Some of these strange noises are still mysteries. The "upsweep" was first recorded in 1991, writes NOAA, and is a series of sweeping tones several seconds long. It has been heard throughout the Pacific Ocean and seems to peak in the spring and fall. This may be because of changes in the source of the noise, or environmental changes. Scientists suspect that it has something to do with underwater volcanoes. Overall, the sound has been declining since 1991 but can still be detected. Scientists still aren’t sure precisely what it is, but it has been traced to coordinates between New Zealand and South America.
The immortal jellyfish, despite being very small at only 3 millimeters in diameter, has the ability to reverse its own aging process. Its immortality comes from its ability to recover from injury and starvation by retreating to the ocean floor and reverting to its youngest stage of life. This ability, called transdifferentiation, isn’t fully understood, writes Science Focus. These jellyfish have only been studied sporadically since the 1980s, so scientists just don’t have that much data to draw from. Maria Pia Miglietta, head of the Real Immortal Jellyfish project, believes it has something to do with DNA.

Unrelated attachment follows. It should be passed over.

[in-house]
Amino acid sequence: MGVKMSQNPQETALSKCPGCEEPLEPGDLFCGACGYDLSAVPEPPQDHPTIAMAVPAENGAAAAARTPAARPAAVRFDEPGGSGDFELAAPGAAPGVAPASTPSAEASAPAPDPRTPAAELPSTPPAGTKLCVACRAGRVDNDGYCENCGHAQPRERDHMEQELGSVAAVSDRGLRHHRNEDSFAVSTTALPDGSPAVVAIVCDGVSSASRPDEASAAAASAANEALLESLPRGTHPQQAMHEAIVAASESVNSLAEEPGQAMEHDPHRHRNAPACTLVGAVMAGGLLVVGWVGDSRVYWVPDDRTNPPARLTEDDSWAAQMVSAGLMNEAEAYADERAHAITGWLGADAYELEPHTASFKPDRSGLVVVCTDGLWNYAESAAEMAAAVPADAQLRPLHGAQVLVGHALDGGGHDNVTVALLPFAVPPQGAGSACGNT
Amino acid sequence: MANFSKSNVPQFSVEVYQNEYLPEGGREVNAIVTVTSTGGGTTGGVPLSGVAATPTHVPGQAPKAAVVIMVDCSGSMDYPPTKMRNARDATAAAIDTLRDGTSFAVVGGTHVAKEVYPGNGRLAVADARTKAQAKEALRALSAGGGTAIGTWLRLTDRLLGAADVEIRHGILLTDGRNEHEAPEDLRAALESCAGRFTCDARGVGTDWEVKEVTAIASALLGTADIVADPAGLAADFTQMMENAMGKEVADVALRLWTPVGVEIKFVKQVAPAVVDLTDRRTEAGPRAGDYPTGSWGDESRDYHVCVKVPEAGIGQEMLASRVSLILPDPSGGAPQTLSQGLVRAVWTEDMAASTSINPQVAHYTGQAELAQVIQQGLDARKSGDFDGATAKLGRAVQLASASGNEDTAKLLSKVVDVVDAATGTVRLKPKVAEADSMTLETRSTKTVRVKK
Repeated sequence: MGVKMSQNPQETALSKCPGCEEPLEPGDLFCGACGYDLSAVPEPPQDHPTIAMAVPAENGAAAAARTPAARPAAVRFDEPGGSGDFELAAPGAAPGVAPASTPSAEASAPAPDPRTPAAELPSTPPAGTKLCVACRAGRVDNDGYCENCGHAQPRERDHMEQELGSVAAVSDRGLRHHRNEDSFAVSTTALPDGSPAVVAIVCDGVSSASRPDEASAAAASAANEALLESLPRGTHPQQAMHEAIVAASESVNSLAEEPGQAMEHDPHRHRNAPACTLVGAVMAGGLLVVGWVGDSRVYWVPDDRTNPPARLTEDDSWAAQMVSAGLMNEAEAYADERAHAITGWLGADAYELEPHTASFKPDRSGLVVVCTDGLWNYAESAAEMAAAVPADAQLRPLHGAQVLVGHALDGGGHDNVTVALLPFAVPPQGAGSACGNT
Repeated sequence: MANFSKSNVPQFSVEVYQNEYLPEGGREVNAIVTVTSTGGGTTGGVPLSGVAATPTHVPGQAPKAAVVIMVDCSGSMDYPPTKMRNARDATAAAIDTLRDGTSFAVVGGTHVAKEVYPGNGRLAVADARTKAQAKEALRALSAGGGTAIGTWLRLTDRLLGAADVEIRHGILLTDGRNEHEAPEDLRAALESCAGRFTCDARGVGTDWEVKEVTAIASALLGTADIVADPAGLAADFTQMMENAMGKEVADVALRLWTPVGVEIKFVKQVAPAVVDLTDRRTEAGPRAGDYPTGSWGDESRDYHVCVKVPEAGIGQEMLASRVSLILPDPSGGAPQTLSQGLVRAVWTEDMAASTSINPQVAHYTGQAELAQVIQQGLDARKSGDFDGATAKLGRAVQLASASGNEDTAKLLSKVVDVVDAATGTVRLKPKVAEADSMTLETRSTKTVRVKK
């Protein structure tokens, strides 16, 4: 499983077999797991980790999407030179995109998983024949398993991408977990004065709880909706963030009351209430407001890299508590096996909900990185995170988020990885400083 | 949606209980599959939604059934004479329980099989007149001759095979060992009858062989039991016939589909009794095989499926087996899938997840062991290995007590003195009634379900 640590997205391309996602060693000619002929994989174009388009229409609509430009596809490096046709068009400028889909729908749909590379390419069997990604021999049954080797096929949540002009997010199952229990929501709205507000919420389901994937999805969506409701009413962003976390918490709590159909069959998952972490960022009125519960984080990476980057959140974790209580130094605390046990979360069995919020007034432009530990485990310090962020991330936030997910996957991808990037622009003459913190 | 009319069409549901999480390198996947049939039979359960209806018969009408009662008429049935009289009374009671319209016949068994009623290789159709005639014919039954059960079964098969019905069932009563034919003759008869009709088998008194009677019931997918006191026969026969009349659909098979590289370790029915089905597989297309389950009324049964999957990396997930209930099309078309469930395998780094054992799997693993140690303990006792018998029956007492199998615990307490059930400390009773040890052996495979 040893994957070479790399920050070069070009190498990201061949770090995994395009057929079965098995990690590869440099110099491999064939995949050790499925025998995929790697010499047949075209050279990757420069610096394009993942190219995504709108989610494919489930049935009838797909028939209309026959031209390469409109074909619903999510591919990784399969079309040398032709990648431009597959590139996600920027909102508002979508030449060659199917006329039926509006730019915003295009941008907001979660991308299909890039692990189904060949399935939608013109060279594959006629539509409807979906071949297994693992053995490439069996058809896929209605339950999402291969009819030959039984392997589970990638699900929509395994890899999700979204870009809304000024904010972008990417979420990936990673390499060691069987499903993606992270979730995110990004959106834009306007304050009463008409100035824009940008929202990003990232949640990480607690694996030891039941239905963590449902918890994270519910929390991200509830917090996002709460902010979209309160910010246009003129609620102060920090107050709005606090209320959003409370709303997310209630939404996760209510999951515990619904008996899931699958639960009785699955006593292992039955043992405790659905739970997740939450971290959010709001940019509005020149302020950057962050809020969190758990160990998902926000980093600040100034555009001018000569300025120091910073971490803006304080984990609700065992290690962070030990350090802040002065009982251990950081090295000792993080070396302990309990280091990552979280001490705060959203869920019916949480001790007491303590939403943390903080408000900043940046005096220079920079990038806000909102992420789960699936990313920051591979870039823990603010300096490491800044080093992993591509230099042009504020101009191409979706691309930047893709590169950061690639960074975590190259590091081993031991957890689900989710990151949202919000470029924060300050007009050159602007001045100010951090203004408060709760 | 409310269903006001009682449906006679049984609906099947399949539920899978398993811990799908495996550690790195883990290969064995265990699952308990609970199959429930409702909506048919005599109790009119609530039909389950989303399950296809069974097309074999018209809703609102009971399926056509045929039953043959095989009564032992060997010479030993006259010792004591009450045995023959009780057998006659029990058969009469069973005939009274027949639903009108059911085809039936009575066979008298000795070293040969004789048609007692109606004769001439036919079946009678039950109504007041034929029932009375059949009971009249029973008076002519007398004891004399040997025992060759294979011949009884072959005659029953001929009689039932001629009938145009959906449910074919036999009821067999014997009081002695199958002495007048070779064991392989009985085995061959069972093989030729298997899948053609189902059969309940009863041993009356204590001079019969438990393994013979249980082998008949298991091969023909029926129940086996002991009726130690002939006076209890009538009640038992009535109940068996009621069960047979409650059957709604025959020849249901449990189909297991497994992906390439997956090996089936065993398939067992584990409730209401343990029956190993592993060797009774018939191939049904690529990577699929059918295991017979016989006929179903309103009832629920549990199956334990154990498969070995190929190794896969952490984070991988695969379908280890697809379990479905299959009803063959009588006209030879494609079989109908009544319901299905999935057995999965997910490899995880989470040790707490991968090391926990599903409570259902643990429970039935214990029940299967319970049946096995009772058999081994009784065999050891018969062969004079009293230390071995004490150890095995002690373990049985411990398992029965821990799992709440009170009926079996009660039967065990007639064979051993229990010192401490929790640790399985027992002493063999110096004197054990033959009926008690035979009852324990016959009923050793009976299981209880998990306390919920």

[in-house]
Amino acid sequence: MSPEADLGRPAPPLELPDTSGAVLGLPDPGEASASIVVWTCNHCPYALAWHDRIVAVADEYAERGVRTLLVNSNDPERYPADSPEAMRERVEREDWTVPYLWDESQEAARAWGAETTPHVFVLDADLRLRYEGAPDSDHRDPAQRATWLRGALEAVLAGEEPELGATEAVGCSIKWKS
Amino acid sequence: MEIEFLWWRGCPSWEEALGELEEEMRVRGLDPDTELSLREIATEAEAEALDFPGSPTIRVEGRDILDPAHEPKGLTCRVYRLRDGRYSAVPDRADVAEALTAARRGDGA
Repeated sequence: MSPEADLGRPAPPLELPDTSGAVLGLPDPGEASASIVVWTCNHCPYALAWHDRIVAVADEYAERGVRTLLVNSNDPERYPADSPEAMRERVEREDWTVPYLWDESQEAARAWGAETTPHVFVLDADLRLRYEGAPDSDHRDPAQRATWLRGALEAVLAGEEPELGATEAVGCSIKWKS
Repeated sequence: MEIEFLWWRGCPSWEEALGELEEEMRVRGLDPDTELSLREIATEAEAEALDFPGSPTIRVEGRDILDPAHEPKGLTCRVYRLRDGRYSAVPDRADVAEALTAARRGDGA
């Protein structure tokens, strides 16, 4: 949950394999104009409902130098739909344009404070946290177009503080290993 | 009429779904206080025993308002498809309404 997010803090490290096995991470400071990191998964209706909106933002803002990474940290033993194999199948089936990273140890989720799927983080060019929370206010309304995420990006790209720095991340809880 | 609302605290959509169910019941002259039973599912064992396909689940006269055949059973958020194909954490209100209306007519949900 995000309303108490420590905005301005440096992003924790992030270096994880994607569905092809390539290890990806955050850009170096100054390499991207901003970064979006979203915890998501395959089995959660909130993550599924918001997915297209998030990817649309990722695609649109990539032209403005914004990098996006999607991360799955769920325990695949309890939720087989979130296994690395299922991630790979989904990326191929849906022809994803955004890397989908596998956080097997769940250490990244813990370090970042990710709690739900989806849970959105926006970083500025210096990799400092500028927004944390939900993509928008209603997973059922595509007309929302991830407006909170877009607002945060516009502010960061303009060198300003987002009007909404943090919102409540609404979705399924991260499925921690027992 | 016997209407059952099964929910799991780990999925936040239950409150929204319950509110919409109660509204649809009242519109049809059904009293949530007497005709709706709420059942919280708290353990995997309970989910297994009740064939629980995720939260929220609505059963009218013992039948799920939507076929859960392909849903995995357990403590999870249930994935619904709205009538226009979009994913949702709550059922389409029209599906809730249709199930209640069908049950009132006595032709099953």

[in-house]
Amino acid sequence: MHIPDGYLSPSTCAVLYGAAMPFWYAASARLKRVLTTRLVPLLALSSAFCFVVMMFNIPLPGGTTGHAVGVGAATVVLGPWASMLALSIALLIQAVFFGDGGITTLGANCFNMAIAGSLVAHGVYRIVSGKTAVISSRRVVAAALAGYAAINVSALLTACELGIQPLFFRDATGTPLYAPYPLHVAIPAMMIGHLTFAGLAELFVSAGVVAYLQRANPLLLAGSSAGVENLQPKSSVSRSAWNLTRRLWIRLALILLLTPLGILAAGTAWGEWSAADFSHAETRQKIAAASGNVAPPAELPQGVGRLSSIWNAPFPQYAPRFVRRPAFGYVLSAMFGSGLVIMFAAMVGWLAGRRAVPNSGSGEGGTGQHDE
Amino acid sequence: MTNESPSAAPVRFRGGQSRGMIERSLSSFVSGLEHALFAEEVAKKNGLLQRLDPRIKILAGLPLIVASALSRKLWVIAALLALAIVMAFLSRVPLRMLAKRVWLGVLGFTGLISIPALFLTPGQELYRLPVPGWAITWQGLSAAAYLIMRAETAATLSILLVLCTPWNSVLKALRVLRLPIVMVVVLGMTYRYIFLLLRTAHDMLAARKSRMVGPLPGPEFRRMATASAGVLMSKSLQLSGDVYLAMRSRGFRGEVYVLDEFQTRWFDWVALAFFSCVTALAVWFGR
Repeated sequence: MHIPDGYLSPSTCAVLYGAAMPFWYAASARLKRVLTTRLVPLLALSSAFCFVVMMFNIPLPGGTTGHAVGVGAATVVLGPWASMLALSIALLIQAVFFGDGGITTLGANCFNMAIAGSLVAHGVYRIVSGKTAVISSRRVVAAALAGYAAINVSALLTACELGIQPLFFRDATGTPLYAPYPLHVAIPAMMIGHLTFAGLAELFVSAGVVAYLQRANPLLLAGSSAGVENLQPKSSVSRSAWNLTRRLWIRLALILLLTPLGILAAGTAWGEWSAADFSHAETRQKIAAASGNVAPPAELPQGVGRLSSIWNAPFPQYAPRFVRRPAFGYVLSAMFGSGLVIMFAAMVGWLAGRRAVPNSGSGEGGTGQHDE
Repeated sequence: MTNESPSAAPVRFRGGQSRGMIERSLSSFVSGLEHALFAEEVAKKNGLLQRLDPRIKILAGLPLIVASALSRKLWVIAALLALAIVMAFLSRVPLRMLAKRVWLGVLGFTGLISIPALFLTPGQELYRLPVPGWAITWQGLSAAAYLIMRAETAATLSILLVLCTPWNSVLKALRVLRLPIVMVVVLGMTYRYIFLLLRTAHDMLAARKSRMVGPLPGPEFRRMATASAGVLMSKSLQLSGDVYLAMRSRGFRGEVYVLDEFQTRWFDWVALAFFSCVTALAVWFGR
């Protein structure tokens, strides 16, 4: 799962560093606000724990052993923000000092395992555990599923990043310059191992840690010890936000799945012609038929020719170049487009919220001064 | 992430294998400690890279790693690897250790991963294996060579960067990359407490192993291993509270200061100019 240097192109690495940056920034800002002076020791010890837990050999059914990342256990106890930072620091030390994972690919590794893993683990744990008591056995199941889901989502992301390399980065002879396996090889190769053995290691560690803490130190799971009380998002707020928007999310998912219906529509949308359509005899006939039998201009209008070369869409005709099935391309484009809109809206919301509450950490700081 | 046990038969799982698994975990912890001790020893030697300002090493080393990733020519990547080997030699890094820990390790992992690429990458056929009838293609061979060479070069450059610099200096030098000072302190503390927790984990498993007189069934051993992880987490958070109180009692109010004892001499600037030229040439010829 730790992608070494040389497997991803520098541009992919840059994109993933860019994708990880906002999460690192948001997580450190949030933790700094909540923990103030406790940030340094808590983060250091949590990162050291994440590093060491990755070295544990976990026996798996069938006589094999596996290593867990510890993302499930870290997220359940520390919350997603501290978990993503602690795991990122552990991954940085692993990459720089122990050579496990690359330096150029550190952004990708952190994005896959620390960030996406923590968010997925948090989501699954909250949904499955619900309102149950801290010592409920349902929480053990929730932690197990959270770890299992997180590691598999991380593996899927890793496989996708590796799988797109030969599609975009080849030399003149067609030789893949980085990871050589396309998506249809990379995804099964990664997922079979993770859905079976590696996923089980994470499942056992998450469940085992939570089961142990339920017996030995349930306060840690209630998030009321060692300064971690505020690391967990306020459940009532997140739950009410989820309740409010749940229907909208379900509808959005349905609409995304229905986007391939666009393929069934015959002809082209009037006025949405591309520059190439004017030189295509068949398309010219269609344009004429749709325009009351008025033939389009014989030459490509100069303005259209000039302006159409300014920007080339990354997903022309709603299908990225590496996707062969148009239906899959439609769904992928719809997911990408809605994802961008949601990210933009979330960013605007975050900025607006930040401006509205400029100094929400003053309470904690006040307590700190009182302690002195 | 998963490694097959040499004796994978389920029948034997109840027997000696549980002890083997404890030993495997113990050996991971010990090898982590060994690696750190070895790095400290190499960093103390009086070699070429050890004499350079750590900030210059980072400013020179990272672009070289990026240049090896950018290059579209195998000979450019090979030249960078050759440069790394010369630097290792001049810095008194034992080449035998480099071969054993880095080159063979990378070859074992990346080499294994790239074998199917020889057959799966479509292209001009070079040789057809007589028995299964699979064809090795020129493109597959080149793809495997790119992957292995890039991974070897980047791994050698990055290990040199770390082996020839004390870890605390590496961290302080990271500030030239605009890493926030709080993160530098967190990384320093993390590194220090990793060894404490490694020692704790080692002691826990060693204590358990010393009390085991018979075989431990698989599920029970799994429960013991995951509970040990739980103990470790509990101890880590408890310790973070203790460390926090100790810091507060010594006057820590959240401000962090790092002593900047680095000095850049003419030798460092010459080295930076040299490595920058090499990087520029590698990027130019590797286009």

As scientists continue to study transdifferentiation, they may find answers about why humans age. "We’re far away from any kind of real-world application," says Miglietta. "But we hope that studying what happens in these jellyfish can tell us how their genes change cells — and how these changed cells integrate with others. This is the base of understanding cellular regeneration and tissue regeneration."
Depths of the Mariana Trench